We regard this model as a good representation of the Earth system; it is by definition inferior to the original GRACE time series because it truncates the signal bandwidth to discrete frequencies. In spite of this, the assumed climatological model provides a measure to which both GRACE and Swarm can be compared. The differences between GRACE and this model should be regarded as the signal augmentation that GRACE brings, not as an error. We also regard the vastly different spatial sensitivity of Swarm compared to GRACE as an additional argument that the climatological model is able to represent the Earth system in a much more accurate way than Swarm, with the exception of large atypical mass variations (which are uniquely revealed by Swarm).
Our results are shown in the following section, where we analyse the added value of KBs in Sect. 3.1, look into the effect of including accelerometer measurements of Swarm C in Sect. 3.2, provide an overview of the quality of our individual solutions in Sect. 3.3, quantify the quality of the combined solutions in Sect. 3.4, and illustrate their signal content in Sect. 3.5.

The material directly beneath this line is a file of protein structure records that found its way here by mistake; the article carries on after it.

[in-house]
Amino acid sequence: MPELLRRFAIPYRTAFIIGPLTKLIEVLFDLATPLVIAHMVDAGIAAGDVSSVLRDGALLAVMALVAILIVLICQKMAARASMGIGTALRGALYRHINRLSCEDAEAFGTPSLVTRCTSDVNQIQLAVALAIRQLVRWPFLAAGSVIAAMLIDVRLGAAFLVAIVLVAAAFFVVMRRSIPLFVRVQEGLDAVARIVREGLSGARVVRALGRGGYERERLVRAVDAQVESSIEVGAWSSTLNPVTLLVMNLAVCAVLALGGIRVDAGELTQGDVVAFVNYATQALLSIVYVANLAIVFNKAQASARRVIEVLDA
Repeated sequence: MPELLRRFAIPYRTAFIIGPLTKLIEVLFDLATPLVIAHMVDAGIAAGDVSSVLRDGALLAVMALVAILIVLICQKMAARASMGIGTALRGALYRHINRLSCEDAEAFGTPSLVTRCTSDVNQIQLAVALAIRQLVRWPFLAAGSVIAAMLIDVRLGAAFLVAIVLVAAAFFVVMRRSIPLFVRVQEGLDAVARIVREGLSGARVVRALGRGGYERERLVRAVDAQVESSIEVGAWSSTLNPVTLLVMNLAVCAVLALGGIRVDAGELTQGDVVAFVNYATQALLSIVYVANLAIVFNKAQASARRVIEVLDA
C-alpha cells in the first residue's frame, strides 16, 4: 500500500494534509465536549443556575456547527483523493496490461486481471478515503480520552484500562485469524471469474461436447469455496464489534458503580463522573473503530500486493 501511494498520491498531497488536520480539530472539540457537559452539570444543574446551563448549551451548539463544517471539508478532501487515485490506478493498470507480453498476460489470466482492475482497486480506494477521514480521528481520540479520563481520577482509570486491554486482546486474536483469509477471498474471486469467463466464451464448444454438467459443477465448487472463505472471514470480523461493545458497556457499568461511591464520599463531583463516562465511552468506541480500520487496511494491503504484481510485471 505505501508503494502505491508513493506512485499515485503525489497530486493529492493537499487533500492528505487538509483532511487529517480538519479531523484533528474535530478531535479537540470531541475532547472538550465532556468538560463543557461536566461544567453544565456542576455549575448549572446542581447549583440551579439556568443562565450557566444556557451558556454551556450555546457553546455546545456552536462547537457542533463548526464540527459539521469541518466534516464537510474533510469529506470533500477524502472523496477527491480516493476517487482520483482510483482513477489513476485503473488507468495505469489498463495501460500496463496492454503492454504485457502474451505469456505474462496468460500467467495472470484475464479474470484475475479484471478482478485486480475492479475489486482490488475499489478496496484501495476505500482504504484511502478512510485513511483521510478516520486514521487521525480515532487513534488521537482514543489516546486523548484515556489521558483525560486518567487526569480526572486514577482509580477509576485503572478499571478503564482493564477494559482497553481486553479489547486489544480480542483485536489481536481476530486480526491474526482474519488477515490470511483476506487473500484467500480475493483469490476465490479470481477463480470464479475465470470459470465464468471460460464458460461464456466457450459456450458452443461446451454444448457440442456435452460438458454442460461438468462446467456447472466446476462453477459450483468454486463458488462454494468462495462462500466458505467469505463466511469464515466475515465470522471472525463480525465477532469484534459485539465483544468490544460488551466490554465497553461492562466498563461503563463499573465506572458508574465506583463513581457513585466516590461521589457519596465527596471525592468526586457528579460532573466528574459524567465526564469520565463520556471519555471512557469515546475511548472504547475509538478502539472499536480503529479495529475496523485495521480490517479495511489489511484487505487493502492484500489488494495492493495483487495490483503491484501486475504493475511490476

3.1 Kinematic baselines
This section is dedicated to quantifying the benefit of exploiting KBs in the quality of the GFMs derived from Swarm data, following the motivation and procedures described in Sect. 2.2.
Due to the decreasing ionospheric activity and the changes made to the Swarm onboard GPS receivers between 2015 and 2016 (van den IJssel et al., 2016), the consistency of the KB solutions has improved. Especially in summer 2016, the overall daily SD of the difference between the reduced dynamic ambiguityfixed and kinematic ambiguityfixed baselines may be as low as 10–15, 4–6, and 3–5 mm on average for the radial, alongtrack, and crosstrack directions, respectively, while it is as high as 1–3 cm for 2015 in all three directions. It should be noted, however, that daily SD is always dominated by the lowquality kinematic positions over the polar regions. Eliminating such problematic data, the difference SD is consistently under 5 mm; therefore, the internal precision of the Swarm GPS data is of very good quality.